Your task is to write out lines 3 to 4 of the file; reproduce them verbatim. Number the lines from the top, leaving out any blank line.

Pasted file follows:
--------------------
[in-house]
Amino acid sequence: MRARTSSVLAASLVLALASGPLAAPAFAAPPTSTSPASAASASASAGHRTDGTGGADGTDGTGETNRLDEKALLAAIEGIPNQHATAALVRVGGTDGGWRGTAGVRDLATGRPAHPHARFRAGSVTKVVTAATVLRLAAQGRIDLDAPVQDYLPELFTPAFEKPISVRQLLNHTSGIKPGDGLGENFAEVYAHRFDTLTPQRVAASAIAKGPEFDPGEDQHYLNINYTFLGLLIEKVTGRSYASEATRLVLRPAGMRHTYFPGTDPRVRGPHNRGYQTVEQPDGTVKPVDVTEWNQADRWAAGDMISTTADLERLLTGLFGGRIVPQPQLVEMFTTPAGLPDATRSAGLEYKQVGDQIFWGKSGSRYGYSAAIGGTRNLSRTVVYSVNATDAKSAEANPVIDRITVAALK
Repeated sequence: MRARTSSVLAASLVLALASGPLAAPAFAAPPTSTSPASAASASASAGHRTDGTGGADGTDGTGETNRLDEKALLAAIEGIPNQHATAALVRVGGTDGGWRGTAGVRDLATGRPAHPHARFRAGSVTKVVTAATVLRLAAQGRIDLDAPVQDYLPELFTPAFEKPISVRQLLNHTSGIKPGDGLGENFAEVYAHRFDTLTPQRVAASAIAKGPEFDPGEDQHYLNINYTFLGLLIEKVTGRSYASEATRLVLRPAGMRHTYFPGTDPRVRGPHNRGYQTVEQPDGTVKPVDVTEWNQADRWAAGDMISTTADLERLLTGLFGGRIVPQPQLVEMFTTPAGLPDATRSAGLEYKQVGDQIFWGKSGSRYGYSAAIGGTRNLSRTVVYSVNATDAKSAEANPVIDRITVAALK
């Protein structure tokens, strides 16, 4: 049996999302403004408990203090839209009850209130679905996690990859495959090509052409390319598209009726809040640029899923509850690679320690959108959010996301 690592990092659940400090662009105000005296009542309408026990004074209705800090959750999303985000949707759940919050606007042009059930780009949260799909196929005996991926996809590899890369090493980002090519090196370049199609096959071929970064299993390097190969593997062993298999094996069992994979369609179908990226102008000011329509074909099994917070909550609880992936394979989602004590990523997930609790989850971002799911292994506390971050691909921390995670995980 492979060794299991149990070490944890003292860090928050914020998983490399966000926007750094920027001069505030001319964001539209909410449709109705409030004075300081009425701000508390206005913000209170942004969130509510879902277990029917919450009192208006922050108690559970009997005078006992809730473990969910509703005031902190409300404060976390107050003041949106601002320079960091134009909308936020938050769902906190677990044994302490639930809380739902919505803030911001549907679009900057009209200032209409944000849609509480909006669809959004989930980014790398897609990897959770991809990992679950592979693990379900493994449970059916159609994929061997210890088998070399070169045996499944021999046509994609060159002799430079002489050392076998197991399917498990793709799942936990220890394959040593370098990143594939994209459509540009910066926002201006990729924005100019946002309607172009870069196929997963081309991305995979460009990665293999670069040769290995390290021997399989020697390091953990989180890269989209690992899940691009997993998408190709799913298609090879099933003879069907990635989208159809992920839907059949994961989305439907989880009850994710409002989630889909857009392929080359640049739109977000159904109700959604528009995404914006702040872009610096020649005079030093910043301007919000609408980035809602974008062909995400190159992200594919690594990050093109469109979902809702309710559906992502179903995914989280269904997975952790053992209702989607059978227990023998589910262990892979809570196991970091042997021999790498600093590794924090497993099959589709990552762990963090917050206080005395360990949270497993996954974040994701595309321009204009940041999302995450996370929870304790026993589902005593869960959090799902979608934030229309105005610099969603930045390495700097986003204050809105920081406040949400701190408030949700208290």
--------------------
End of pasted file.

Repeated sequence: MRARTSSVLAASLVLALASGPLAAPAFAAPPTSTSPASAASASASAGHRTDGTGGADGTDGTGETNRLDEKALLAAIEGIPNQHATAALVRVGGTDGGWRGTAGVRDLATGRPAHPHARFRAGSVTKVVTAATVLRLAAQGRIDLDAPVQDYLPELFTPAFEKPISVRQLLNHTSGIKPGDGLGENFAEVYAHRFDTLTPQRVAASAIAKGPEFDPGEDQHYLNINYTFLGLLIEKVTGRSYASEATRLVLRPAGMRHTYFPGTDPRVRGPHNRGYQTVEQPDGTVKPVDVTEWNQADRWAAGDMISTTADLERLLTGLFGGRIVPQPQLVEMFTTPAGLPDATRSAGLEYKQVGDQIFWGKSGSRYGYSAAIGGTRNLSRTVVYSVNATDAKSAEANPVIDRITVAALK
């Protein structure tokens, strides 16, 4: 049996999302403004408990203090839209009850209130679905996690990859495959090509052409390319598209009726809040640029899923509850690679320690959108959010996301 690592990092659940400090662009105000005296009542309408026990004074209705800090959750999303985000949707759940919050606007042009059930780009949260799909196929005996991926996809590899890369090493980002090519090196370049199609096959071929970064299993390097190969593997062993298999094996069992994979369609179908990226102008000011329509074909099994917070909550609880992936394979989602004590990523997930609790989850971002799911292994506390971050691909921390995670995980 492979060794299991149990070490944890003292860090928050914020998983490399966000926007750094920027001069505030001319964001539209909410449709109705409030004075300081009425701000508390206005913000209170942004969130509510879902277990029917919450009192208006922050108690559970009997005078006992809730473990969910509703005031902190409300404060976390107050003041949106601002320079960091134009909308936020938050769902906190677990044994302490639930809380739902919505803030911001549907679009900057009209200032209409944000849609509480909006669809959004989930980014790398897609990897959770991809990992679950592979693990379900493994449970059916159609994929061997210890088998070399070169045996499944021999046509994609060159002799430079002489050392076998197991399917498990793709799942936990220890394959040593370098990143594939994209459509540009910066926002201006990729924005100019946002309607172009870069196929997963081309991305995979460009990665293999670069040769290995390290021997399989020697390091953990989180890269989209690992899940691009997993998408190709799913298609090879099933003879069907990635989208159809992920839907059949994961989305439907989880009850994710409002989630889909857009392929080359640049739109977000159904109700959604528009995404914006702040872009610096020649005079030093910043301007919000609408980035809602974008062909995400190159992200594919690594990050093109469109979902809702309710559906992502179903995914989280269904997975952790053992209702989607059978227990023998589910262990892979809570196991970091042997021999790498600093590794924090497993099959589709990552762990963090917050206080005395360990949270497993996954974040994701595309321009204009940041999302995450996370929870304790026993589902005593869960959090799902979608934030229309105005610099969603930045390495700097986003204050809105920081406040949400701190408030949700208290």